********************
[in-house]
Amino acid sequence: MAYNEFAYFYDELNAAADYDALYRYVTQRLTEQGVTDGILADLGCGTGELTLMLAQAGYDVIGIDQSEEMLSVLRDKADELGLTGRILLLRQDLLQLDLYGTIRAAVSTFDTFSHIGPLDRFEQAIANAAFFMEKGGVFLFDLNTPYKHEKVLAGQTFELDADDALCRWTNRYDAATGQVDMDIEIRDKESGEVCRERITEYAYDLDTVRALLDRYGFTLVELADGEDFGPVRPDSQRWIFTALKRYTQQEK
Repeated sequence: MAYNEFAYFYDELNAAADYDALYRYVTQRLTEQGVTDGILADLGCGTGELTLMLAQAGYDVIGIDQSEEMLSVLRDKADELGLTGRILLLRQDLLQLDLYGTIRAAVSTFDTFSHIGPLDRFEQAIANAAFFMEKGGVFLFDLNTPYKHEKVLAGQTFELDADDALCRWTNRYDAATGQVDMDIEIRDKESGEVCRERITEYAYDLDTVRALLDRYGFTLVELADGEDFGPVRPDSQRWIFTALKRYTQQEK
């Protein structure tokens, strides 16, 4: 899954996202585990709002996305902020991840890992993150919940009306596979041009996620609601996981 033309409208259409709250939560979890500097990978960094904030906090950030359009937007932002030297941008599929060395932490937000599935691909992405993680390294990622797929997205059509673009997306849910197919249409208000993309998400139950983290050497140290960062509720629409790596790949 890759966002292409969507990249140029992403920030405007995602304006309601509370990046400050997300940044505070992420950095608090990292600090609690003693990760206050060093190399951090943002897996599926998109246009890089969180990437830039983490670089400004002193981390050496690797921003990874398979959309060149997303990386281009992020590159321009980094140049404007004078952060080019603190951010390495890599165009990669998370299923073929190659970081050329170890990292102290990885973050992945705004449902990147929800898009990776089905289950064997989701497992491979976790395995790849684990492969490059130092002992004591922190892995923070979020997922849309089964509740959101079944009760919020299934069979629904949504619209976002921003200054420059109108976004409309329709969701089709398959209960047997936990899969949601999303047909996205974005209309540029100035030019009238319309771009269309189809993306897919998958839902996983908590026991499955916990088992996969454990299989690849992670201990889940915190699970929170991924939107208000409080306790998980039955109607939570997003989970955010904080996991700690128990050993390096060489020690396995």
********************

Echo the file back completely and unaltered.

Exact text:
[in-house]
Amino acid sequence: MAYNEFAYFYDELNAAADYDALYRYVTQRLTEQGVTDGILADLGCGTGELTLMLAQAGYDVIGIDQSEEMLSVLRDKADELGLTGRILLLRQDLLQLDLYGTIRAAVSTFDTFSHIGPLDRFEQAIANAAFFMEKGGVFLFDLNTPYKHEKVLAGQTFELDADDALCRWTNRYDAATGQVDMDIEIRDKESGEVCRERITEYAYDLDTVRALLDRYGFTLVELADGEDFGPVRPDSQRWIFTALKRYTQQEK
Repeated sequence: MAYNEFAYFYDELNAAADYDALYRYVTQRLTEQGVTDGILADLGCGTGELTLMLAQAGYDVIGIDQSEEMLSVLRDKADELGLTGRILLLRQDLLQLDLYGTIRAAVSTFDTFSHIGPLDRFEQAIANAAFFMEKGGVFLFDLNTPYKHEKVLAGQTFELDADDALCRWTNRYDAATGQVDMDIEIRDKESGEVCRERITEYAYDLDTVRALLDRYGFTLVELADGEDFGPVRPDSQRWIFTALKRYTQQEK
């Protein structure tokens, strides 16, 4: 899954996202585990709002996305902020991840890992993150919940009306596979041009996620609601996981 033309409208259409709250939560979890500097990978960094904030906090950030359009937007932002030297941008599929060395932490937000599935691909992405993680390294990622797929997205059509673009997306849910197919249409208000993309998400139950983290050497140290960062509720629409790596790949 890759966002292409969507990249140029992403920030405007995602304006309601509370990046400050997300940044505070992420950095608090990292600090609690003693990760206050060093190399951090943002897996599926998109246009890089969180990437830039983490670089400004002193981390050496690797921003990874398979959309060149997303990386281009992020590159321009980094140049404007004078952060080019603190951010390495890599165009990669998370299923073929190659970081050329170890990292102290990885973050992945705004449902990147929800898009990776089905289950064997989701497992491979976790395995790849684990492969490059130092002992004591922190892995923070979020997922849309089964509740959101079944009760919020299934069979629904949504619209976002921003200054420059109108976004409309329709969701089709398959209960047997936990899969949601999303047909996205974005209309540029100035030019009238319309771009269309189809993306897919998958839902996983908590026991499955916990088992996969454990299989690849992670201990889940915190699970929170991924939107208000409080306790998980039955109607939570997003989970955010904080996991700690128990050993390096060489020690396995």